Actual Play – _CENSORED_ (02/28/2009)

We weren’t told the name of this game. I think it came out after it was over but I didn’t catch it (maybe Tempus Frigit, not sure). Zach and Amanda ran a special 10 person LARP as a birthday present for Justin. The LARP centered around his character Mordecai (usually just called Mortie) and the trouble he was in. I won’t say much about the LARP as I’m not sure that Justin isn’t planning to run it again and I don’t want to give anything away.

What I will talk about is my experience. Though I’ve been a fan of using props in my games, having players emote their actions and even a fair bit of moving around to get immersed I’ve never properly LARPed before. There is a lot about LARPs that have been interested in, the costumes, the props, the immersion and the focus on player driven story. There are also bits of LARPing that have intimidated me; the constant immersion, the expectation of acting skills, fear of having an inadequate costume, being outside the LARP clique, etc. This opportunity seemed like a great way to check out all that was cool about LARPs without worry about my fears. My costume was created by the GMs, most of the players were people I knew and liked, and most people knew I had never done this before so there weren’t any huge expectations of me.

What rocked

The story presented was one that while confusing during the game made sense by the end. I don’t think this is an easy thing to do. Even in good mystery movies and books, sometimes the plots get complex enough you can’t understand what is going on, add players to the mix and it’s even more chaotic. This story unfolded as we played and the GMs had certain tactics including the timing of clues being presented and of flash-back/flash-forward scenes to further illuminate otherwise clouded mystery. I give them mad props for holding it all together.

Some of the players were really great, having just met a number of them, I was really impressed with their skills as player, actors and collaborative storytellers.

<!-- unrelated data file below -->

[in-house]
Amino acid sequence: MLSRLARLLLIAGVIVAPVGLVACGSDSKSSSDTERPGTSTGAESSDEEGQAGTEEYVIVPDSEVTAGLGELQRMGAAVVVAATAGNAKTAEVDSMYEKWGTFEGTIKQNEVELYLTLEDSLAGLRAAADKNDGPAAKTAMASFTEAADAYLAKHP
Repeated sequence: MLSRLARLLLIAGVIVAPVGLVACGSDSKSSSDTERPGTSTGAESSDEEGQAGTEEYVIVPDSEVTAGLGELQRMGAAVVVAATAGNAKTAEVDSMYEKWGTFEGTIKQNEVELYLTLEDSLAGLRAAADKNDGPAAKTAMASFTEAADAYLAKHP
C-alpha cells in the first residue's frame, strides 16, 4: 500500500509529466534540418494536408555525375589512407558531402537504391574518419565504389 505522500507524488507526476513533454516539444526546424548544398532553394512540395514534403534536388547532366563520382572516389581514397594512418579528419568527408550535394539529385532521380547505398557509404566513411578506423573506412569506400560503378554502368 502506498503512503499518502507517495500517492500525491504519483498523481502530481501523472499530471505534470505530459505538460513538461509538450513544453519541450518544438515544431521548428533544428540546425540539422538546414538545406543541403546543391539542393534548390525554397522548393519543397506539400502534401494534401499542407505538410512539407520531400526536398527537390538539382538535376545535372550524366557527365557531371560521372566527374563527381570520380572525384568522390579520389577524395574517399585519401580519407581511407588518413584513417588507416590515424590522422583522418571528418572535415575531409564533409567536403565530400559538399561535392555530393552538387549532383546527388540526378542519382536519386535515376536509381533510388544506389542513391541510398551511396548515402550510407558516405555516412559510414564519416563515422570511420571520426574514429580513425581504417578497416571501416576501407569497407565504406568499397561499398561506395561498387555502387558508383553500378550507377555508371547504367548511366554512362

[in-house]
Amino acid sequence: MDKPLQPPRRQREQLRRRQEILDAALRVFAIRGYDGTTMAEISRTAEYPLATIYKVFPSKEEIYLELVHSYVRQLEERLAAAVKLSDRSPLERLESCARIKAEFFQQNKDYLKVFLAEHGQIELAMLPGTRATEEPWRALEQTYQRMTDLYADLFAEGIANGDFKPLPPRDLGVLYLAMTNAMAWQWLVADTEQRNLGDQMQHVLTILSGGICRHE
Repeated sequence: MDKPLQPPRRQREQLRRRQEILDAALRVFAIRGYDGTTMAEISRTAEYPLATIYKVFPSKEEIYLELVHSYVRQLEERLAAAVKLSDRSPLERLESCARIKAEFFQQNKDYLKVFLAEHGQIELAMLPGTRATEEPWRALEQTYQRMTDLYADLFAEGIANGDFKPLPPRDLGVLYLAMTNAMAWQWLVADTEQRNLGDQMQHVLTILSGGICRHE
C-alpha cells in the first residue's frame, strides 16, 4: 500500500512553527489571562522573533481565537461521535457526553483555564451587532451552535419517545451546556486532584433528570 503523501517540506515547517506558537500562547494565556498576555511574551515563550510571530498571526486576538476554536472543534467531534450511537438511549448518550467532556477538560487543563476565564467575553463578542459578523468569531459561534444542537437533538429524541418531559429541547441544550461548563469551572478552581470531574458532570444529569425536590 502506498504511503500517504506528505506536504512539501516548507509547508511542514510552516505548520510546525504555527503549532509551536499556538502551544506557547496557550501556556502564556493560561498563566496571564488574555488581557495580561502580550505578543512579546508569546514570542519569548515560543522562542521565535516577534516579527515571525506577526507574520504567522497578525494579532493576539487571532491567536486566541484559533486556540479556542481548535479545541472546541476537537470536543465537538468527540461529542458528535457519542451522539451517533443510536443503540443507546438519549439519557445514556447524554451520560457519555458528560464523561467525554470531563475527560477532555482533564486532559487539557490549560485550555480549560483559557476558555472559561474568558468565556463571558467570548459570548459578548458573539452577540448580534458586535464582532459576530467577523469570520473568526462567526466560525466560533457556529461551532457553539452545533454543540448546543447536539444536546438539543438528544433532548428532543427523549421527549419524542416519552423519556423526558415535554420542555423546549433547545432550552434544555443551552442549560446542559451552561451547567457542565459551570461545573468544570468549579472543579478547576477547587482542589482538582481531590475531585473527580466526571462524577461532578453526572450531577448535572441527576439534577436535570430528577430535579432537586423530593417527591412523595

The GMs fed us just enough information to keep things constantly active. I can’t remember a scene when I wasn’t talking to someone about something we thought was very important. The space was very closed off (only two rooms, both physically and within the context of the game) so we were always in one of a few conversations.

You didn’t know who you could trust. I could read minds and I still didn’t know who I could trust! Now that is impressive!

Flash-backs and Flash-forwards. The game was regularly interrupted by scenes where some of the characters remembered something or saw something in the future. These were VERY cool. They allowed two things: One was a window into the mind of the characters and the other was an opportunity to break character for a moment and either observe or change roles.

What didn’t work for me

I normally call this “could have been improved” but the thing is I don’t know what the standards for LARPs are so I don’t know if my concerns are actually something that should be addressed. All of the LAPR veterans at the table said this was a really killer game, so my feeling is that my issues are more with LARPing in general than with this one in particular. Anyway, here I go.

Engaging the system. When I got my character sheet there was a rating system (1-5 I think) and the trait I had of mention was Intelligence (5). I was supposed to be a brilliant child (only 11 years old) but the problem is that Sean isn’t brilliant, he’s only moderately intelligent with some areas of retardation (like languages, spatial orientation, and rote memorization). My character should have been able to figure things out that I couldn’t but I didn’t have any way to “use” that. When I asked a GM I was told that if something needed to come out she would pass it through me, I assumed like the way the plot of many Harry Potter books is pushed through by Hermione. That didn’t happen however, so my “ability” didn’t even serve as a plot device. I think I would have far preferred to not have any system at all and just be told that I was very curious and a critical thinker. I’m not sure what the other characters had but I never saw someone say “I’ve got a 5 in X so I want to use it.” My guess is that nobody thought about this, but being someone who thinks a lot about game mechanics, it troubled me.